Dee Dee Longenecker: We focus a lot on what has worked for us forever, what’s tried and true. We have a strong presence in our communities so that people know who we are. We’ve been around since 1950, so we have longevity, and we have a brand that’s widely recognized in our communities. So, we haven’t historically done a ton of promotion and part of my role when I started three years ago was to change that. Because I think a lot of cooperatives and smaller rural companies kind of have struggled with telling their story, you know, promoting themselves, talking about the good work we’re doing. And it’s interesting because I think we’ve all seen through the pandemic that change, and it’s become essential to toot our own horns and let people know that these are essential services we’re providing.
Carrie Huckeby: Derek Barr is the assistant GM over at Hardy Communications in West Virginia. And I asked Derek about his service territory and his customer. I also asked if having 100% fiber network automatically gives his company extra points on the awareness scale.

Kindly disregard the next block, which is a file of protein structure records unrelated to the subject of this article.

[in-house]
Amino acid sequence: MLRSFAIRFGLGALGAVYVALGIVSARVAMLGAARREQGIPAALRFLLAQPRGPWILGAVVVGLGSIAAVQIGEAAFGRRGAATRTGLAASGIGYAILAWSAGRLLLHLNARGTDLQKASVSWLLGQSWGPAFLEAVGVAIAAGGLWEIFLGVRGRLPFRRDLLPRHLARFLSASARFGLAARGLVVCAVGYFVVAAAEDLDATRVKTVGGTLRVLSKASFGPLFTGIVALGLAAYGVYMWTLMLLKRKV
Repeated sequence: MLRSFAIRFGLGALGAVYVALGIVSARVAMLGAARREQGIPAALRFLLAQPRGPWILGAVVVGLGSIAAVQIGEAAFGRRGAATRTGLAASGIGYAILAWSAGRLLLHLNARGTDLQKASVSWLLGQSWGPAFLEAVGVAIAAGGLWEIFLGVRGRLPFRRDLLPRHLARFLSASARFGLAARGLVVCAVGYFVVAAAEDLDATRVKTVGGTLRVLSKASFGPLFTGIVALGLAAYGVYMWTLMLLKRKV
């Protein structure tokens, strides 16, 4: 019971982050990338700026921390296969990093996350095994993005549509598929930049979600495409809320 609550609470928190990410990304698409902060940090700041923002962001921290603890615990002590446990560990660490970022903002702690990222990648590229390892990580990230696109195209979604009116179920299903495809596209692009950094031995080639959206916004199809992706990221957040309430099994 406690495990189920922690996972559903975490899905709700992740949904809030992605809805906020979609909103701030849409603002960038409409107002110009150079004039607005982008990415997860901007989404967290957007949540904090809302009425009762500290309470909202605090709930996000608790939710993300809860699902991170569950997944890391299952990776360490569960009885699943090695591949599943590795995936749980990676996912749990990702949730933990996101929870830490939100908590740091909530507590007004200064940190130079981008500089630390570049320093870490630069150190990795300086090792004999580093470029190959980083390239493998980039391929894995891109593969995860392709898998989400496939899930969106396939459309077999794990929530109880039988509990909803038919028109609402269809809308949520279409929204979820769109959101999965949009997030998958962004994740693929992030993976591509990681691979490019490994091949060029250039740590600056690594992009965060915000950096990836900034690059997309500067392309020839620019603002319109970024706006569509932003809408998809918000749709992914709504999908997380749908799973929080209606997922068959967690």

Derek Barr: A lot of people have weekend homes here, seasonal homes here, and they actually reside most of the time in the Northern Virginia, D.C. area. So that’s as far as the local residents, a lot of elderly folks. So a lot of them are just now coming around to the realization of how important broadband is. So we’ve actually been booming through all this with the attention that COVID put on being at home and working from home, education from home, telemedicine, all of those things. We’ve been very much in demand here through 2020. We use social media, but it’s more for just general interaction and some of the other steps along the process. As far as the awareness stage, we don’t really have to because it is definitely now something that anybody looks for when they are going to an area. They look for broadband availability. It’s not something that is an option anymore or something that’s kind of considered an added plus. It’s an absolute necessity. So people are looking for that. So when they’re looking I mean, I know for a fact that some of the other counties around here don’t have the the movement in the real estate market that Hardy county has. And that’s because they don’t have fiber, and Hardy county does. And so we certainly promote those things, you know, as we hear about them. And I will say just the real estate market alone, having those agents know where that we can offer the broadband speeds that a lot of these Northern Virginia people and DC people need. That’s how we get our word out there.